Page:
Ebola risk ‘very low’ say health chiefs

A doctor talks to a patient during the ebola training exercise at the Army Medical Services training centre in Strensall, Yorkshire
A doctor talks to a patient during the ebola training exercise at the Army Medical Services training centre in Strensall, Yorkshire
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HEALTH chiefs are urging people not to panic despite the increased threat posed by the Ebola virus.

Despite warnings from the World Health Organisation (WHO) public health chiefs say there are no plans to introduce Ebola screening for those arriving in the UK and say hospitals in Wigan and across the region are more than capable with dealing with cases should any arise.

About 3,400 people, mainly from Sierra Leone, Liberia and Guinea, have died in the current outbreak. However, health chiefs are telling Wiganers that the risk of contracting the virus is virtually zero.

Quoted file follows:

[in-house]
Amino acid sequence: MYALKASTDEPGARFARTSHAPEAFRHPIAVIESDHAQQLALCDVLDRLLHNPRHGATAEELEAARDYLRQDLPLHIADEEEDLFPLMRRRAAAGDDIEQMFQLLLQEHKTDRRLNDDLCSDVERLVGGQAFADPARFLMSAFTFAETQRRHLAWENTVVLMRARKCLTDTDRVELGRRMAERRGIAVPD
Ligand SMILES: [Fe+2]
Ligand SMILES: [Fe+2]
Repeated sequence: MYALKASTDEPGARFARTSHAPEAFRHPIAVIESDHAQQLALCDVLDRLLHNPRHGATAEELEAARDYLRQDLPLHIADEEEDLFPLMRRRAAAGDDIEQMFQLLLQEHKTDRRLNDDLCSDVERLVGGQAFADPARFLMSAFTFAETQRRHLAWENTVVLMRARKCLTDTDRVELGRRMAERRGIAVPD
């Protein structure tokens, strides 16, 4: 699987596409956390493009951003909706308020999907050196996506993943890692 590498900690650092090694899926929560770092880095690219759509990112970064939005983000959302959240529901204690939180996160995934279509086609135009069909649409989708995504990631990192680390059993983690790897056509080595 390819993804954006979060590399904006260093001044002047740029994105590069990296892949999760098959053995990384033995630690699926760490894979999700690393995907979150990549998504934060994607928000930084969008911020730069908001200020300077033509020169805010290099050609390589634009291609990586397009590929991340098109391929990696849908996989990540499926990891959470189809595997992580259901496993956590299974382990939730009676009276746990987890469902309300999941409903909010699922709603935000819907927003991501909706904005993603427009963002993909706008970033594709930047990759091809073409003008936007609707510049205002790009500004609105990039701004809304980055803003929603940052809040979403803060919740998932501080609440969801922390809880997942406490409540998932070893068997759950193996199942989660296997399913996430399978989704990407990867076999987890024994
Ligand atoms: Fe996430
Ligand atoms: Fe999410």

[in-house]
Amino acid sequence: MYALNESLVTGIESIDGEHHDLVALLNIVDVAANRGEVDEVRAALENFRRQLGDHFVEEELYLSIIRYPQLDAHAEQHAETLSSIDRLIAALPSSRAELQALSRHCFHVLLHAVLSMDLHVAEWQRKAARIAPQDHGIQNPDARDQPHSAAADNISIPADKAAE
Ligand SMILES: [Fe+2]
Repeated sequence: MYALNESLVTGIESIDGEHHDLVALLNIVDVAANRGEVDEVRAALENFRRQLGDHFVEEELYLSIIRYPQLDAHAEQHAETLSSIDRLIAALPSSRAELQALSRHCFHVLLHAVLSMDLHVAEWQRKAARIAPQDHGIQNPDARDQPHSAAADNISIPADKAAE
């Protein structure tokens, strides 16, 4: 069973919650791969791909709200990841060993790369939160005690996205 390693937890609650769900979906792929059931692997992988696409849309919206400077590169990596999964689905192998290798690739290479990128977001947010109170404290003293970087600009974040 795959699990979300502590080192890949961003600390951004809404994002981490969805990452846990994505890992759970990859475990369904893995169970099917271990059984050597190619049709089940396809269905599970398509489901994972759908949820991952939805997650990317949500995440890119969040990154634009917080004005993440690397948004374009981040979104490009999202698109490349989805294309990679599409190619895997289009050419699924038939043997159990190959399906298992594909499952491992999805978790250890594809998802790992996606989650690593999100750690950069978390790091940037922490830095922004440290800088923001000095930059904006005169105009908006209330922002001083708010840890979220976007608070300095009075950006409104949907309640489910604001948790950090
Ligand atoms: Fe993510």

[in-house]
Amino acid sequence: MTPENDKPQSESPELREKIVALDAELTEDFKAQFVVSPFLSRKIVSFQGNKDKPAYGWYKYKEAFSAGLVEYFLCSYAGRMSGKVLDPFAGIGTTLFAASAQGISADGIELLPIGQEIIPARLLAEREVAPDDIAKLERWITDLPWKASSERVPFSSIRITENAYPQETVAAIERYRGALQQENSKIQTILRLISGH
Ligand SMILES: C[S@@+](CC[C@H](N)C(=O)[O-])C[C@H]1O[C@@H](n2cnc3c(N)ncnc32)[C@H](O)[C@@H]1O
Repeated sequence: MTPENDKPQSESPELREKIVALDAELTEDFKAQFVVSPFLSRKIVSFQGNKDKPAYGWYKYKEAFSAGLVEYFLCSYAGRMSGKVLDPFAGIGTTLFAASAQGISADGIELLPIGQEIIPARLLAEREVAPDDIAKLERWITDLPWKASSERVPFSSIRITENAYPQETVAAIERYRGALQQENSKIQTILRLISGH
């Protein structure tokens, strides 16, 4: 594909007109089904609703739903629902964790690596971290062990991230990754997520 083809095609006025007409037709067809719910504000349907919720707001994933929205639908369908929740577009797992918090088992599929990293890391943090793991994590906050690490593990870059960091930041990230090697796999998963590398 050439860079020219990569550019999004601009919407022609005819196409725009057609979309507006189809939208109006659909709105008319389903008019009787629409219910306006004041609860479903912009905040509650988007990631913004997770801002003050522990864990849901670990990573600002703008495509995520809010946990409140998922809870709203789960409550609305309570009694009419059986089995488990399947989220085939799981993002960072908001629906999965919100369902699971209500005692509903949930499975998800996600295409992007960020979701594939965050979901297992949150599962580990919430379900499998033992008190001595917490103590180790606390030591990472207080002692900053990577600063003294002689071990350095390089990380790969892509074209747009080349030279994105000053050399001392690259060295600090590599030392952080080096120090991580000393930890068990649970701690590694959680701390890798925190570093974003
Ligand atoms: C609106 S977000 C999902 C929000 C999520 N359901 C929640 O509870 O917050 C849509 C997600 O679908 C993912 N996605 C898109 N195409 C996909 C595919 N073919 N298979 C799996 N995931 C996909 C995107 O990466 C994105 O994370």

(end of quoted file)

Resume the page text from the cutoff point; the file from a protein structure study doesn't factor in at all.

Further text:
Dr Paul Cosford, director of health protection at Public Health England in the North West said: “The risk of travellers and people working in affected countries contracting Ebola remains low, but PHE continues to keep border staff and medical practitioners informed, and request they remain vigilant for unexplained illness in those who have visited these areas in West Africa.

“As part of contingency preparations, PHE has provided primary care and hospital healthcare workers in the North West with the latest information about the outbreak and actions to take in the event of a possible case.”

PHE said that if a case of Ebola were reported in Wigan, the affected person would be isolated. Prof John Watson (PHE) added: “Our local hospitals have a proven record of dealing with infectious diseases and patients will receive the best care possible.”